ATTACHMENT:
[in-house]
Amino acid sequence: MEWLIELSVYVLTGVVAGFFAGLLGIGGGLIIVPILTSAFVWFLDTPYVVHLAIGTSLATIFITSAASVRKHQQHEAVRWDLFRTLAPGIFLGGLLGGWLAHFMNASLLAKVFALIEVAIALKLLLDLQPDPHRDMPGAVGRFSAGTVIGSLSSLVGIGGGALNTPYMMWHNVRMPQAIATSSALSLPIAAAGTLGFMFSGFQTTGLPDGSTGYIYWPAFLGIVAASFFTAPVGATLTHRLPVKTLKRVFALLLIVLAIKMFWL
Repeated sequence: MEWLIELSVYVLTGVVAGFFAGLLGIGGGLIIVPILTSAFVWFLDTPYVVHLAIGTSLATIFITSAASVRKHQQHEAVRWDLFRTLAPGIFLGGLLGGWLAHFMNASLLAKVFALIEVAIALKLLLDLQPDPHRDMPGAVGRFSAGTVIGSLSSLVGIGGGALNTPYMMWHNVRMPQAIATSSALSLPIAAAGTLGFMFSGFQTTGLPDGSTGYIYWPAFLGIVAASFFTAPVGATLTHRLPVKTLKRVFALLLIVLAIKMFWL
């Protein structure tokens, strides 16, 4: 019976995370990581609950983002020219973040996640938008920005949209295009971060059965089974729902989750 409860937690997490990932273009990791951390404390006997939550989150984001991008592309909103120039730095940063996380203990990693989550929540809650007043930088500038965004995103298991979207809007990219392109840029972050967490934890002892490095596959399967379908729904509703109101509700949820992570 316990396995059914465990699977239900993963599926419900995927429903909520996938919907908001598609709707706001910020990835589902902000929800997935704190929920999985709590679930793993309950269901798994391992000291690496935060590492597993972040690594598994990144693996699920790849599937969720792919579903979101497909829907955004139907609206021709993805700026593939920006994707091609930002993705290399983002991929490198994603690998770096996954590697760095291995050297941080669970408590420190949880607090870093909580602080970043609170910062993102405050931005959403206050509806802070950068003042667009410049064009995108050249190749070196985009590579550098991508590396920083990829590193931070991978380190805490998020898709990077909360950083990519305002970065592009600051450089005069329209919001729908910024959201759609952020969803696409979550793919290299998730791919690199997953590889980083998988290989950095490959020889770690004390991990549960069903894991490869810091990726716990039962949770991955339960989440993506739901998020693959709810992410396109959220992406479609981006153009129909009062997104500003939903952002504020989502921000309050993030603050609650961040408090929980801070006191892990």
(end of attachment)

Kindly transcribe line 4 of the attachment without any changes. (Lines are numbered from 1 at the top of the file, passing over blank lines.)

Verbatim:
């Protein structure tokens, strides 16, 4: 019976995370990581609950983002020219973040996640938008920005949209295009971060059965089974729902989750 409860937690997490990932273009990791951390404390006997939550989150984001991008592309909103120039730095940063996380203990990693989550929540809650007043930088500038965004995103298991979207809007990219392109840029972050967490934890002892490095596959399967379908729904509703109101509700949820992570 316990396995059914465990699977239900993963599926419900995927429903909520996938919907908001598609709707706001910020990835589902902000929800997935704190929920999985709590679930793993309950269901798994391992000291690496935060590492597993972040690594598994990144693996699920790849599937969720792919579903979101497909829907955004139907609206021709993805700026593939920006994707091609930002993705290399983002991929490198994603690998770096996954590697760095291995050297941080669970408590420190949880607090870093909580602080970043609170910062993102405050931005959403206050509806802070950068003042667009410049064009995108050249190749070196985009590579550098991508590396920083990829590193931070991978380190805490998020898709990077909360950083990519305002970065592009600051450089005069329209919001729908910024959201759609952020969803696409979550793919290299998730791919690199997953590889980083998988290989950095490959020889770690004390991990549960069903894991490869810091990726716990039962949770991955339960989440993506739901998020693959709810992410396109959220992406479609981006153009129909009062997104500003939903952002504020989502921000309050993030603050609650961040408090929980801070006191892990």